3 Confirmed Signs of Labour

How to know if you are in labour? How to know when should you be admitted to the hospital? How do you know if you should call your hubby to tell him to leave work immediately as the baby is coming? As mothers-to-be, whether first time or not, come close to full term of 37 weeks, every single little sign could be a question: “Is this it?”

First of all, here are some early ‘signs’ of labour. These ‘signs’ could appear up to a couple of months before the actual labour starts. They are not really ‘signs’, which is why i put them in inverted commas, but rather, some changes your body goes through to prepare/practice for the actual day it self. Some changes could be dropping of the tummy, or baby engaging. This can only be confirmed by the gynae when he does the ultrasound scan for you. But along with it, we feel that we can breathe better or that our pelvis is painful and have problems walking. Another common change is the increase in frequency and possibly also the intensity of braxton hicks contractions. Some other websites suggest that diarrhoea or weight loss could also be a change associated with pre-labour but my gynae refutes that.

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So what are the actual and confirmed signs of labour that we should look out for and when should we admit ourselves to the hospital?

1. Leaking of water/ amniotic fluid
Water can come out with a gush which is more obvious or a leak or even dripping out which is less obvious. It is usually clear and consistency is just like normal water or urine and not sticky/jelly like discharge. Also, once it is leaking, you cannot do kegel exercises to control it. It will continue to leak. I would suggest to wear a set of white undies without any pantyliner to monitor if there is any colourless liquid dripping out consistently. Once waterbag leaks/bursts, you should admit yourself to the hospital within 3-4 hours. Leaking with pinkish discharge is ok as it means the cervis is dilating at the same time. You should still admit within 3-4 hours. However, if leak becomes green at any time, go to the hospital immediately as it means your baby could be in distress.

2. Contractions
Contractions can feel like bad menstrual cramps or stomachache as though you need to clear your bowels. It happens at the lower part of the tummy and can sometimes induce pain on the back as well. Admit to the hospital if your contractions are about 5-7 minutes apart, each about 1 minute long, consistently for about 1 hour. If you have a history of having short labour, or you are afraid you would not be in time for epidural, you should admit as fast as you can and not wait for one hour. We are lucky that we have apps to help us time or contractions and their intervals. Here are 2 recommendations: “Contraction Monitor” or “Contraction Timer”. The question that some have are, towards the end of pregnancy, braxton hicks can be intense and painful too. How to differentiate between the actual contraction and if it’s just braxton hicks? Well, braxton hicks can go away when you change position. Eg from lying down to walking or vice versa. Also, braxton hicks are not regular. For 15 minutes or so it could be at 5 mins apart, then next one is half an hour later. Or it could be 10 min, then 5 min, then 15min etc. Basically non-consistent. It also does not get more and more painful like the actual contractions should.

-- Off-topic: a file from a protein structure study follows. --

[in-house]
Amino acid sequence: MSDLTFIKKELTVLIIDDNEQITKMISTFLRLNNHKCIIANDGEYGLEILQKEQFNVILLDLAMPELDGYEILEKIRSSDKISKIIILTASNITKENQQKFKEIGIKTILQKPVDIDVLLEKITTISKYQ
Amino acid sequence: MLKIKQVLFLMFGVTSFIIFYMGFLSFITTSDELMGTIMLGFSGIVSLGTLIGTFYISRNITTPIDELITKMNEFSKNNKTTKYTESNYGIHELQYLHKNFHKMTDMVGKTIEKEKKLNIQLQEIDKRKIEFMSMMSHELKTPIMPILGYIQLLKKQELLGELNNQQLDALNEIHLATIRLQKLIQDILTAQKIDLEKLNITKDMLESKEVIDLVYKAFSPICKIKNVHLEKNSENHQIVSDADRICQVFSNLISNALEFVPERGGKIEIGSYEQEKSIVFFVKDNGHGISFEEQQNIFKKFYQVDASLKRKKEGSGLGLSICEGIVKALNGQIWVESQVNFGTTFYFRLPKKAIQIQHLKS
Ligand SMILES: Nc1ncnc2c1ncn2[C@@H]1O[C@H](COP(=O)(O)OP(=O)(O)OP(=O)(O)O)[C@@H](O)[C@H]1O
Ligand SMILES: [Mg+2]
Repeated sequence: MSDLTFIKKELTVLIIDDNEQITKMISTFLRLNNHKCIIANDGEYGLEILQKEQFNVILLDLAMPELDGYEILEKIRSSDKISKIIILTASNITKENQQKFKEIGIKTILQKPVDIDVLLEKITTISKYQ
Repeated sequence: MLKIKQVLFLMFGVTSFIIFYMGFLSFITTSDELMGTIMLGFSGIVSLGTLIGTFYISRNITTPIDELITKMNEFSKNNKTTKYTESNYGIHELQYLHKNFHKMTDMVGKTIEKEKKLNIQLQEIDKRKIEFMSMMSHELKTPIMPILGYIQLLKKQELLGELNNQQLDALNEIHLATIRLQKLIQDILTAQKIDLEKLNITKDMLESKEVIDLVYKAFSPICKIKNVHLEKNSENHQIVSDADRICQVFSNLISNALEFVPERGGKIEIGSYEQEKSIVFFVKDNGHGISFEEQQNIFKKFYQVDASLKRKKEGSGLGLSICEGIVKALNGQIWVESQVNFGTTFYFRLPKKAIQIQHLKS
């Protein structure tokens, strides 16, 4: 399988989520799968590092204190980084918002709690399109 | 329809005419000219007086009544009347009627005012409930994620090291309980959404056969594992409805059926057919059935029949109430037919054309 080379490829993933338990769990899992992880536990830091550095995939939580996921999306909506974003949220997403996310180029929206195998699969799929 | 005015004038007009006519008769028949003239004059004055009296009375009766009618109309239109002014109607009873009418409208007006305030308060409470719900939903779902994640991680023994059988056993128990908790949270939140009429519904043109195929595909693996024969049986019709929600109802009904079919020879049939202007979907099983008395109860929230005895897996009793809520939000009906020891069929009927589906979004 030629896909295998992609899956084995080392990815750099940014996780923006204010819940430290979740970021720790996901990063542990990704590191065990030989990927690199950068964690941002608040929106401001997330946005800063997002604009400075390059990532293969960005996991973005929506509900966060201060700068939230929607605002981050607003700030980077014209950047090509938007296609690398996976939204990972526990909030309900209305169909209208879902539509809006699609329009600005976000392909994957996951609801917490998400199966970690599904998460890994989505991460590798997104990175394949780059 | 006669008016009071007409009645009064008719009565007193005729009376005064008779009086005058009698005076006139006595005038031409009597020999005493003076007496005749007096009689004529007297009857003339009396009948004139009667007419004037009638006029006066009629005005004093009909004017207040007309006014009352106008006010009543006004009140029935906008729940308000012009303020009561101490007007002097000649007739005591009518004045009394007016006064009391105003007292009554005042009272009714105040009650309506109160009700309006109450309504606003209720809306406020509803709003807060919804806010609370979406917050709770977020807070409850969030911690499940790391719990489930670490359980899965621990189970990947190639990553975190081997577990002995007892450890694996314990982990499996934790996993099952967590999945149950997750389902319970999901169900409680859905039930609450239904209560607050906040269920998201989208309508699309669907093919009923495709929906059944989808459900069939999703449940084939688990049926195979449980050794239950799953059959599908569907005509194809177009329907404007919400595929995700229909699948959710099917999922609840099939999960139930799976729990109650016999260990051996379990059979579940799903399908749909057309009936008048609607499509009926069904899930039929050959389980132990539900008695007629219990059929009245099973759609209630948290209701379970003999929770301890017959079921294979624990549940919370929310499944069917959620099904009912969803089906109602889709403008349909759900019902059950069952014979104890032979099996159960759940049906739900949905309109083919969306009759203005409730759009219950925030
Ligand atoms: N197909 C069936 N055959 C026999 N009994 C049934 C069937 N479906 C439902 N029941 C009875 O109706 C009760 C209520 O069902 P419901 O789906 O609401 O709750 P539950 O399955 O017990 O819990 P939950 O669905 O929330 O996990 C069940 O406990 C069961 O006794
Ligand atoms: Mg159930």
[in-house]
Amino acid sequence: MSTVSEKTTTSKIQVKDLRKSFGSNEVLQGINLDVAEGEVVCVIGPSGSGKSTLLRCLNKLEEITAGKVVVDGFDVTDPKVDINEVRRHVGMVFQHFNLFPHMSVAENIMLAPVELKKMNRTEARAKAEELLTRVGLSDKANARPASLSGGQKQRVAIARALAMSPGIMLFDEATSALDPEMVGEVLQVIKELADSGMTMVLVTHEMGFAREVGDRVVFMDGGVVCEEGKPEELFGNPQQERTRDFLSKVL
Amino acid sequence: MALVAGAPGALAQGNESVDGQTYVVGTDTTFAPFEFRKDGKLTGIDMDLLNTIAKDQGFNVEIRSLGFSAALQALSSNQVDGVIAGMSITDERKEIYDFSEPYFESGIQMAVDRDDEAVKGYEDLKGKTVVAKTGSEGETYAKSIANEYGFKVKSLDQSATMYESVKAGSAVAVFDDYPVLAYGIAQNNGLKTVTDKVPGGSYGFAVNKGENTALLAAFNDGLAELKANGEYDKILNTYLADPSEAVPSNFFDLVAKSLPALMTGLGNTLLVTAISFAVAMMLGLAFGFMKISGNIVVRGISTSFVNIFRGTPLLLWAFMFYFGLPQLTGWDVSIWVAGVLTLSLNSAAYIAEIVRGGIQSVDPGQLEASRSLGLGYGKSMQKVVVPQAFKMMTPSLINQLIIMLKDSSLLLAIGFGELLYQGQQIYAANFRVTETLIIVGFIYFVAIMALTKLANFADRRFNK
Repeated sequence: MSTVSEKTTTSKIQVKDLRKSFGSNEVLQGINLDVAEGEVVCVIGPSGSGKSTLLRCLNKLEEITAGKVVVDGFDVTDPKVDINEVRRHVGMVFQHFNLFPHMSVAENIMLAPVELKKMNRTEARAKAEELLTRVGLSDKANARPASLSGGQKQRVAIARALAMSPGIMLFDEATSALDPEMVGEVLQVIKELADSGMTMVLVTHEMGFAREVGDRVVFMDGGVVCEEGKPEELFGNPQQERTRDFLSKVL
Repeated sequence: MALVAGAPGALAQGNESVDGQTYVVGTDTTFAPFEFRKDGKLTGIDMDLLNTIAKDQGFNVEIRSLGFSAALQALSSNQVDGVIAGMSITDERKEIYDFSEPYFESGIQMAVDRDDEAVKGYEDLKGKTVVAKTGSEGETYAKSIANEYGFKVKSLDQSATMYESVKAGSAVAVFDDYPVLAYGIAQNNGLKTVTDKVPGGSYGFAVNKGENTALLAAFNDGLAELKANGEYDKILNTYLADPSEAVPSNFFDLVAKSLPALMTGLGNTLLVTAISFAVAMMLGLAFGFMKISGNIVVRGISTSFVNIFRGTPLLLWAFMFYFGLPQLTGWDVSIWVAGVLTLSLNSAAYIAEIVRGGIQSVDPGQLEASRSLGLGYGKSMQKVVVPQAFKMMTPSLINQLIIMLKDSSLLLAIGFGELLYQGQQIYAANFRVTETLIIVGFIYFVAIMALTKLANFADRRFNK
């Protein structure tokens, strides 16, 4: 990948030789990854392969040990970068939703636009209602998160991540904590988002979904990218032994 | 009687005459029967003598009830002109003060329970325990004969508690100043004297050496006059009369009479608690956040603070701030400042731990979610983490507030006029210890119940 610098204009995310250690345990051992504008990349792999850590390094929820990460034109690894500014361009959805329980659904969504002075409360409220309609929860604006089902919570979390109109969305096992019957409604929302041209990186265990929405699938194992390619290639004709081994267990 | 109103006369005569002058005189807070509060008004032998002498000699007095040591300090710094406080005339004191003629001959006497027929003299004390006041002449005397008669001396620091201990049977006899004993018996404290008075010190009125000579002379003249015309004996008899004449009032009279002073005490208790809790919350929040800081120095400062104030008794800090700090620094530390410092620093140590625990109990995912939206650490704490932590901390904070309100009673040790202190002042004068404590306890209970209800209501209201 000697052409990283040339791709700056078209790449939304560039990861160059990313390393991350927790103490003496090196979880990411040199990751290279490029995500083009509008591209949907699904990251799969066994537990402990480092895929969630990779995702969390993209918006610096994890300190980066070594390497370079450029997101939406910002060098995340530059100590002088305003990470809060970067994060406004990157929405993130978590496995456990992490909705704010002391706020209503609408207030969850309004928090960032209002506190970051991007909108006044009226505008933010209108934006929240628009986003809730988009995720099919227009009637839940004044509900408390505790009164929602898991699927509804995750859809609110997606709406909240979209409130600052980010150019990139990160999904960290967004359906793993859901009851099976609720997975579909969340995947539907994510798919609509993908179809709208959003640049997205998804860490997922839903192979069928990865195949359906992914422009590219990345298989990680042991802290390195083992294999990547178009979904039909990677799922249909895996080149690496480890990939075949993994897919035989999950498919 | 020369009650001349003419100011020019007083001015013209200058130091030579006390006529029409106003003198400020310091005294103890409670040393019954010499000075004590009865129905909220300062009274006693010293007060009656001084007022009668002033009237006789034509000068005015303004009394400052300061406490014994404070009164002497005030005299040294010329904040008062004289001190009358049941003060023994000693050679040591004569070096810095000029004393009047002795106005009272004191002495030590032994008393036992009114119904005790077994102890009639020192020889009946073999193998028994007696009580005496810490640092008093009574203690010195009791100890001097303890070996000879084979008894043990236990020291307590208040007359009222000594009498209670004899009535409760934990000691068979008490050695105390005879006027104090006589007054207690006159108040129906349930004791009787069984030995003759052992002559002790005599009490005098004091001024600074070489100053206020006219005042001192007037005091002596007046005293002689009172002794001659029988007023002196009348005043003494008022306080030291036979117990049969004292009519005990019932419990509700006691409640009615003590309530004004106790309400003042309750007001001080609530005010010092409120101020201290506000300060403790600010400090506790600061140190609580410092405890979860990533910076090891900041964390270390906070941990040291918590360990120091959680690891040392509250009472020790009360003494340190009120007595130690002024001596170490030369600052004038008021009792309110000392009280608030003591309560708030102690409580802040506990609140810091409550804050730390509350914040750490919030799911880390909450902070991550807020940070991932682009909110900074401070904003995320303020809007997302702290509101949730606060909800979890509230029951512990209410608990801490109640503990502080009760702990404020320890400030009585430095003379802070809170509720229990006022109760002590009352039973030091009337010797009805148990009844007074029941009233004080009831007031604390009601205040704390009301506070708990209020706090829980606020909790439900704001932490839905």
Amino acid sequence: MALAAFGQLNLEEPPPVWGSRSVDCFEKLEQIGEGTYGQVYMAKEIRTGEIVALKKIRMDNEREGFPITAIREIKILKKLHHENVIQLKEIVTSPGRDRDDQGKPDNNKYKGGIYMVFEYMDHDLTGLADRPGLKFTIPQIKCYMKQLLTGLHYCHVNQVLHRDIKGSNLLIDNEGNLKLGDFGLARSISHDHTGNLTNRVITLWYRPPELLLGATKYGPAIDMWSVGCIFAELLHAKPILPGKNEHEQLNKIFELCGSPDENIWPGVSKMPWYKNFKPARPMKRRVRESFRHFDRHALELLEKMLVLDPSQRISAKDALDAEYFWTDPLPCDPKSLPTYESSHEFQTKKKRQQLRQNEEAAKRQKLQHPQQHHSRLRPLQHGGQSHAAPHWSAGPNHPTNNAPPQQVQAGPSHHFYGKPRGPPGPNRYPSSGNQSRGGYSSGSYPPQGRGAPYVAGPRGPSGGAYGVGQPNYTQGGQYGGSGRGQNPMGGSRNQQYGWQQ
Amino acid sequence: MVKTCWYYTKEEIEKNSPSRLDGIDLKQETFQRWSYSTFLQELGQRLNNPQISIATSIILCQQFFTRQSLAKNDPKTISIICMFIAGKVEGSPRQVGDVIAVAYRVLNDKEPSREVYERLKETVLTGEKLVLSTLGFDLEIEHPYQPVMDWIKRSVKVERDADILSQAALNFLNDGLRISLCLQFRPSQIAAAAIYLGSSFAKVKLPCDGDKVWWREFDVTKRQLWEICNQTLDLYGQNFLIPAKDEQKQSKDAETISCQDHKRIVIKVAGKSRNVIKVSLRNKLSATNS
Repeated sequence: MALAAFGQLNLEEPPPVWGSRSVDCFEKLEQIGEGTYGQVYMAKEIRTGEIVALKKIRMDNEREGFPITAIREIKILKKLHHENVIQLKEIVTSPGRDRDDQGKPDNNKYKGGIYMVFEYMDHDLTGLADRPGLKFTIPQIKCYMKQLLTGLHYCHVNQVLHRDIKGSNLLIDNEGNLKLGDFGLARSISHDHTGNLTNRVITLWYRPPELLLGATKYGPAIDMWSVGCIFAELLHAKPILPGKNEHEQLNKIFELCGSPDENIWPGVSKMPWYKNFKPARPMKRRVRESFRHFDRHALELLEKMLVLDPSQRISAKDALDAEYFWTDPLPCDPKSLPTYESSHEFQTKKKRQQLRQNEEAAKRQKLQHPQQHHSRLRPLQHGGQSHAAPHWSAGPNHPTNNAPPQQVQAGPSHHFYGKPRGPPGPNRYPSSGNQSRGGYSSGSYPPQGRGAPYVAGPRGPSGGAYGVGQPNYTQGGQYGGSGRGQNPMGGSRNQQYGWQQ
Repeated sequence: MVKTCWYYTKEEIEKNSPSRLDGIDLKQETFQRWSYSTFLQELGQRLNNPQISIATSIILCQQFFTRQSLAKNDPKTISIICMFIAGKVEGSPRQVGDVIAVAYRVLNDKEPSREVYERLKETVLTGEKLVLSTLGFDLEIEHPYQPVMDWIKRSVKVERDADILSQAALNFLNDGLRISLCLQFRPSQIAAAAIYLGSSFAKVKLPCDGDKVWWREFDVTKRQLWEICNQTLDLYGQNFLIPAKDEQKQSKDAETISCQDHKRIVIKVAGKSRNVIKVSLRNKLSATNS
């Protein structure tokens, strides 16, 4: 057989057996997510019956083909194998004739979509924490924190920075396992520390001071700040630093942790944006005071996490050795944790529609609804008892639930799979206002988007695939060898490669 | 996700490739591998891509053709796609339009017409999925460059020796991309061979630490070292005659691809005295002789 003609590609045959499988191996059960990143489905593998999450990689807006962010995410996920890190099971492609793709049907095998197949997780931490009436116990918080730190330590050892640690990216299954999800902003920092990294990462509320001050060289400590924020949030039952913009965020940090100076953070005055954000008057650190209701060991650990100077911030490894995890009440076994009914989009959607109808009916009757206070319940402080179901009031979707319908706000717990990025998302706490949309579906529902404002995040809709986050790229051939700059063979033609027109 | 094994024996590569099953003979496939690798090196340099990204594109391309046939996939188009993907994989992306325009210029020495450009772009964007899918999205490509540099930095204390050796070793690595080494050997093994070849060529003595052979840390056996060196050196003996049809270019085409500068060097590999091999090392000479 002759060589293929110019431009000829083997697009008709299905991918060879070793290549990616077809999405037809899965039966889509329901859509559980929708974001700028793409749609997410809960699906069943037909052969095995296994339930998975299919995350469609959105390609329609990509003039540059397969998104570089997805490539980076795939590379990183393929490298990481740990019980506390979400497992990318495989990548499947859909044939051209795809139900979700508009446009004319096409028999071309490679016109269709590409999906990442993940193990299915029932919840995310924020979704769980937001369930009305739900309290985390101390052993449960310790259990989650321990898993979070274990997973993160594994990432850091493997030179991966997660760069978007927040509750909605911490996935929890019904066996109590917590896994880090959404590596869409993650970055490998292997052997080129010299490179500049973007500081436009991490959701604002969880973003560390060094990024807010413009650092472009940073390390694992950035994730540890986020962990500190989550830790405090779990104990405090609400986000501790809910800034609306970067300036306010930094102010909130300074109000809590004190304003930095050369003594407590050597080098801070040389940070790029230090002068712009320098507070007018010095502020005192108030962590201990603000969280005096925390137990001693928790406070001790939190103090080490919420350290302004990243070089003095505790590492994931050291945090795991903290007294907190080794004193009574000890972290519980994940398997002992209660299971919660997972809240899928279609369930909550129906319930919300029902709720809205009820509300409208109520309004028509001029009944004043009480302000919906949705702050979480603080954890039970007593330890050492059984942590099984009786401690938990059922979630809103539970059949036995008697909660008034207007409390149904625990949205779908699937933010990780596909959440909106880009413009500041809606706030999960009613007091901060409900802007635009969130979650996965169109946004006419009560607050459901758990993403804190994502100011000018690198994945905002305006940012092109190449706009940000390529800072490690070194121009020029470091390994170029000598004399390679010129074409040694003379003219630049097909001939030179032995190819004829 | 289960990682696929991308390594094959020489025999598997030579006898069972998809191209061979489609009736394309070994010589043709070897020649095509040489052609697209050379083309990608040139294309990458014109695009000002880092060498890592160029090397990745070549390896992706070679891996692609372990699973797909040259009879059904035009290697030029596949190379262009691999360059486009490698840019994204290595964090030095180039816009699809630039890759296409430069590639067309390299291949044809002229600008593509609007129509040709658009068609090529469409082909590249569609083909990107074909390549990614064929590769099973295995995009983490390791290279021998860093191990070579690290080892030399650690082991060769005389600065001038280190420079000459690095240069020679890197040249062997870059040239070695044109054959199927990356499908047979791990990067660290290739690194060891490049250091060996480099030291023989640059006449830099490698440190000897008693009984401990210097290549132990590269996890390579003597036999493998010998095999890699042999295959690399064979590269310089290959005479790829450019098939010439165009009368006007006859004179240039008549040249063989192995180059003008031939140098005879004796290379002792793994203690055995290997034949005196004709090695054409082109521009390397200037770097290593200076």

3. Bloody show
Bloody show is usually a light discharge that is pinkish/reddish/brownish in colour. A show can happen a few days before the actual labour starts. So do wait for contractions or waterbag leaking before you proceed to the hospital. However, if the bleeding is heavy like menses or baby movement is greatly reduced, do go to the hospital to get it checked. It might not be labour but could be other complications.

If you get points 1 and 2, and the indications of the onset of labour are very clear, just head straight to the hospital with your ready-packed hospital bag. However if you are still unsure if it is labour or not, there is no harm in admitting yourself to the hospital to be checked. Once at the hospital, they will check your dilation and contractions and baby’s heartbeat and if it is not time yet for the baby to come, they will just send you back home to wait. At least then you are sure it is a false alarm.

All the best for mummies-to-be out there! 🙂 If you do have any other signs of labour to share from your experiences, do comment below. Above are all the points I gathered from discussions with gynaes, reading from online sources, and speaking to mummies.

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